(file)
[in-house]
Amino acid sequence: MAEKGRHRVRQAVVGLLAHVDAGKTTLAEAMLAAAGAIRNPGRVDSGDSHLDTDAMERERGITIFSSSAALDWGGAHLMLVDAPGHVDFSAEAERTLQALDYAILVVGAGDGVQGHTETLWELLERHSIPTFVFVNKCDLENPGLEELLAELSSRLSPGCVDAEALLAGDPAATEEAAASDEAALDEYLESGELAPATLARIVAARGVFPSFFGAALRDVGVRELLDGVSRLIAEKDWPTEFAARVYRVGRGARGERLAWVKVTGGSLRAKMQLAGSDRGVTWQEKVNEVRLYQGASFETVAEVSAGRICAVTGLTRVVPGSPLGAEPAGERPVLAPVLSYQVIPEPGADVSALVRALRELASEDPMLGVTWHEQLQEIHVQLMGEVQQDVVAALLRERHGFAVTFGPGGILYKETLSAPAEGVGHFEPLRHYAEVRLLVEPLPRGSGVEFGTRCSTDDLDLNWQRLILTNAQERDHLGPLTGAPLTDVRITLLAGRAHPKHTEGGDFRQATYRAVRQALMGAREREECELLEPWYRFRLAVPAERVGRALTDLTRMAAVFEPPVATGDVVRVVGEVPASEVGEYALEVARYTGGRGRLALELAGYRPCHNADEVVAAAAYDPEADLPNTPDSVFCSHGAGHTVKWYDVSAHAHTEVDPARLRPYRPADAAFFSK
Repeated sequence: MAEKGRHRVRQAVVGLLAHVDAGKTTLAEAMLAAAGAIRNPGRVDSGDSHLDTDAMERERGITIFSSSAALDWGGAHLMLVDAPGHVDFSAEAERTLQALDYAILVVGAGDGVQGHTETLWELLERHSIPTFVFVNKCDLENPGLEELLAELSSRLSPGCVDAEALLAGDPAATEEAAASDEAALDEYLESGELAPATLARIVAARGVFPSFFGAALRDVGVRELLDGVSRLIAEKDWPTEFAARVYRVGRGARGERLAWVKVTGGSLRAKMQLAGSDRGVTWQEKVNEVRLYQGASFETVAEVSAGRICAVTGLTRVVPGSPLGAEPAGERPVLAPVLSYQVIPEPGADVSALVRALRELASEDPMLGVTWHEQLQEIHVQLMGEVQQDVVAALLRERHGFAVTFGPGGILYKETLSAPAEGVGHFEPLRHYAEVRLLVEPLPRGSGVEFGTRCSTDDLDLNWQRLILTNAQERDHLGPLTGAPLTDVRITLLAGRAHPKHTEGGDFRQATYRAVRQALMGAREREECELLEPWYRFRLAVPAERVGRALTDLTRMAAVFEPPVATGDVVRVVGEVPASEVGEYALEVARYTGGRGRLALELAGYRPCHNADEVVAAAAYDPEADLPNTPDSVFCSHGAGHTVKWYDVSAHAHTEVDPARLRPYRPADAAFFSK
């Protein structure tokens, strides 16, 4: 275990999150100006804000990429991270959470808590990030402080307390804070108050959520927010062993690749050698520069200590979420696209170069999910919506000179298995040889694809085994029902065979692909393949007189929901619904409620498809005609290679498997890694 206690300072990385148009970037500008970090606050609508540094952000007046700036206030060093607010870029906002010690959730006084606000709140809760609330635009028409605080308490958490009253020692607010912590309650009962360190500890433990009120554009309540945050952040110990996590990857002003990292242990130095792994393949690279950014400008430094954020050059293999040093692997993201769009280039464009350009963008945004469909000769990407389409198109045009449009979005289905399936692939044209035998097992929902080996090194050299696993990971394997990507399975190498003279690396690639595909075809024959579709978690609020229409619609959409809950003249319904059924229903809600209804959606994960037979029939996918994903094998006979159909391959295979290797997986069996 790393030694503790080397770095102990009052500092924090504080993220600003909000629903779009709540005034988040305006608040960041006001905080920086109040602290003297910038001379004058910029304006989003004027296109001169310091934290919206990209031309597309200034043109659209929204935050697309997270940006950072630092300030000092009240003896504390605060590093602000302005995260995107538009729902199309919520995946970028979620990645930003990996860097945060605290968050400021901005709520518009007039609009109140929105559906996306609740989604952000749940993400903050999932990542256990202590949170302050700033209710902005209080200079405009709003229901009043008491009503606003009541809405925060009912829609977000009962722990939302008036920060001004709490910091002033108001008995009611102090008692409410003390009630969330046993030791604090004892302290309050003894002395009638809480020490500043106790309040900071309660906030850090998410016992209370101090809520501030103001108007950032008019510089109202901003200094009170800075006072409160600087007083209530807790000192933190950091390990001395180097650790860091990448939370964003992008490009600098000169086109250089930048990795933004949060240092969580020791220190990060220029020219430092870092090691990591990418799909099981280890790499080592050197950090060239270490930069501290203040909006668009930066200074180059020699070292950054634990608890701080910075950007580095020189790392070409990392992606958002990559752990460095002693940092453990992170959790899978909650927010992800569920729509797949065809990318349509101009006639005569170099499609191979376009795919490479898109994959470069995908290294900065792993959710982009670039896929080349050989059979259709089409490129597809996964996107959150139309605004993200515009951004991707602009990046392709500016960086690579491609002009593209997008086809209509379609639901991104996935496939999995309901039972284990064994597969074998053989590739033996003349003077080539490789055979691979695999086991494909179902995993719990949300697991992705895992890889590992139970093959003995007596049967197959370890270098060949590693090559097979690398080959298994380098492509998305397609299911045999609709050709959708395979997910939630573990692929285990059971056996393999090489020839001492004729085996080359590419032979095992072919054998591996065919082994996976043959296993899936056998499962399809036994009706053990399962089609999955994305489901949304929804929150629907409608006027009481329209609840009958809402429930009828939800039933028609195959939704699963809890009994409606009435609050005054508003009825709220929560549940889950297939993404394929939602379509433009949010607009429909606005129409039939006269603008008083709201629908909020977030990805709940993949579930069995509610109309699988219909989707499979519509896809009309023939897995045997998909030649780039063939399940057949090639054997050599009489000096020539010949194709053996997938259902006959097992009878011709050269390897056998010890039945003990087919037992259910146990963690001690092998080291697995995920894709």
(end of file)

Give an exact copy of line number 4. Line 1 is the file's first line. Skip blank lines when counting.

């Protein structure tokens, strides 16, 4: 275990999150100006804000990429991270959470808590990030402080307390804070108050959520927010062993690749050698520069200590979420696209170069999910919506000179298995040889694809085994029902065979692909393949007189929901619904409620498809005609290679498997890694 206690300072990385148009970037500008970090606050609508540094952000007046700036206030060093607010870029906002010690959730006084606000709140809760609330635009028409605080308490958490009253020692607010912590309650009962360190500890433990009120554009309540945050952040110990996590990857002003990292242990130095792994393949690279950014400008430094954020050059293999040093692997993201769009280039464009350009963008945004469909000769990407389409198109045009449009979005289905399936692939044209035998097992929902080996090194050299696993990971394997990507399975190498003279690396690639595909075809024959579709978690609020229409619609959409809950003249319904059924229903809600209804959606994960037979029939996918994903094998006979159909391959295979290797997986069996 790393030694503790080397770095102990009052500092924090504080993220600003909000629903779009709540005034988040305006608040960041006001905080920086109040602290003297910038001379004058910029304006989003004027296109001169310091934290919206990209031309597309200034043109659209929204935050697309997270940006950072630092300030000092009240003896504390605060590093602000302005995260995107538009729902199309919520995946970028979620990645930003990996860097945060605290968050400021901005709520518009007039609009109140929105559906996306609740989604952000749940993400903050999932990542256990202590949170302050700033209710902005209080200079405009709003229901009043008491009503606003009541809405925060009912829609977000009962722990939302008036920060001004709490910091002033108001008995009611102090008692409410003390009630969330046993030791604090004892302290309050003894002395009638809480020490500043106790309040900071309660906030850090998410016992209370101090809520501030103001108007950032008019510089109202901003200094009170800075006072409160600087007083209530807790000192933190950091390990001395180097650790860091990448939370964003992008490009600098000169086109250089930048990795933004949060240092969580020791220190990060220029020219430092870092090691990591990418799909099981280890790499080592050197950090060239270490930069501290203040909006668009930066200074180059020699070292950054634990608890701080910075950007580095020189790392070409990392992606958002990559752990460095002693940092453990992170959790899978909650927010992800569920729509797949065809990318349509101009006639005569170099499609191979376009795919490479898109994959470069995908290294900065792993959710982009670039896929080349050989059979259709089409490129597809996964996107959150139309605004993200515009951004991707602009990046392709500016960086690579491609002009593209997008086809209509379609639901991104996935496939999995309901039972284990064994597969074998053989590739033996003349003077080539490789055979691979695999086991494909179902995993719990949300697991992705895992890889590992139970093959003995007596049967197959370890270098060949590693090559097979690398080959298994380098492509998305397609299911045999609709050709959708395979997910939630573990692929285990059971056996393999090489020839001492004729085996080359590419032979095992072919054998591996065919082994996976043959296993899936056998499962399809036994009706053990399962089609999955994305489901949304929804929150629907409608006027009481329209609840009958809402429930009828939800039933028609195959939704699963809890009994409606009435609050005054508003009825709220929560549940889950297939993404394929939602379509433009949010607009429909606005129409039939006269603008008083709201629908909020977030990805709940993949579930069995509610109309699988219909989707499979519509896809009309023939897995045997998909030649780039063939399940057949090639054997050599009489000096020539010949194709053996997938259902006959097992009878011709050269390897056998010890039945003990087919037992259910146990963690001690092998080291697995995920894709």